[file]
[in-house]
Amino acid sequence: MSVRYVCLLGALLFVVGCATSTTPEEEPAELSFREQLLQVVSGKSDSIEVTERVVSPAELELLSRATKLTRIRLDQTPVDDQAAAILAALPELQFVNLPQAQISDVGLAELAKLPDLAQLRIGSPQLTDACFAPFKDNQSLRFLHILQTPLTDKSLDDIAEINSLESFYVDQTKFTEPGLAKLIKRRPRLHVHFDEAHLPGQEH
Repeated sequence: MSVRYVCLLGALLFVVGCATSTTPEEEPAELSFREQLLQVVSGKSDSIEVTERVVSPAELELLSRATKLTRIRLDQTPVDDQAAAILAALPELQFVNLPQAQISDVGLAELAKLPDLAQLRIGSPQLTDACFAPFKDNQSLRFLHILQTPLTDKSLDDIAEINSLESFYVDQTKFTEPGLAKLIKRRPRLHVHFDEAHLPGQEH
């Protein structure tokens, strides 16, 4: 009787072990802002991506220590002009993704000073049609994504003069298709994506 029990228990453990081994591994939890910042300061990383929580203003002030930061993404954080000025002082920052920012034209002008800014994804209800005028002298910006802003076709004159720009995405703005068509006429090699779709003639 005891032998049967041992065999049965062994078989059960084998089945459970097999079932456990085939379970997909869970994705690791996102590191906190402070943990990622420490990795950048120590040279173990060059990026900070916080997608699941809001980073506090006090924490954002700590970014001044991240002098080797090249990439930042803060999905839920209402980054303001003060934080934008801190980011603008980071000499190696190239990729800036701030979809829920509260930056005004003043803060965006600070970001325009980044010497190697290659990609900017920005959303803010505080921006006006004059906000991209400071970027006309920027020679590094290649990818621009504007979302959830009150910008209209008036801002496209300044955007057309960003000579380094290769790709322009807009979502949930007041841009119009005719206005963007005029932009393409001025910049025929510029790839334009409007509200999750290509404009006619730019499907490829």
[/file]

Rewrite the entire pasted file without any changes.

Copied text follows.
[in-house]
Amino acid sequence: MSVRYVCLLGALLFVVGCATSTTPEEEPAELSFREQLLQVVSGKSDSIEVTERVVSPAELELLSRATKLTRIRLDQTPVDDQAAAILAALPELQFVNLPQAQISDVGLAELAKLPDLAQLRIGSPQLTDACFAPFKDNQSLRFLHILQTPLTDKSLDDIAEINSLESFYVDQTKFTEPGLAKLIKRRPRLHVHFDEAHLPGQEH
Repeated sequence: MSVRYVCLLGALLFVVGCATSTTPEEEPAELSFREQLLQVVSGKSDSIEVTERVVSPAELELLSRATKLTRIRLDQTPVDDQAAAILAALPELQFVNLPQAQISDVGLAELAKLPDLAQLRIGSPQLTDACFAPFKDNQSLRFLHILQTPLTDKSLDDIAEINSLESFYVDQTKFTEPGLAKLIKRRPRLHVHFDEAHLPGQEH
């Protein structure tokens, strides 16, 4: 009787072990802002991506220590002009993704000073049609994504003069298709994506 029990228990453990081994591994939890910042300061990383929580203003002030930061993404954080000025002082920052920012034209002008800014994804209800005028002298910006802003076709004159720009995405703005068509006429090699779709003639 005891032998049967041992065999049965062994078989059960084998089945459970097999079932456990085939379970997909869970994705690791996102590191906190402070943990990622420490990795950048120590040279173990060059990026900070916080997608699941809001980073506090006090924490954002700590970014001044991240002098080797090249990439930042803060999905839920209402980054303001003060934080934008801190980011603008980071000499190696190239990729800036701030979809829920509260930056005004003043803060965006600070970001325009980044010497190697290659990609900017920005959303803010505080921006006006004059906000991209400071970027006309920027020679590094290649990818621009504007979302959830009150910008209209008036801002496209300044955007057309960003000579380094290769790709322009807009979502949930007041841009119009005719206005963007005029932009393409001025910049025929510029790839334009409007509200999750290509404009006619730019499907490829």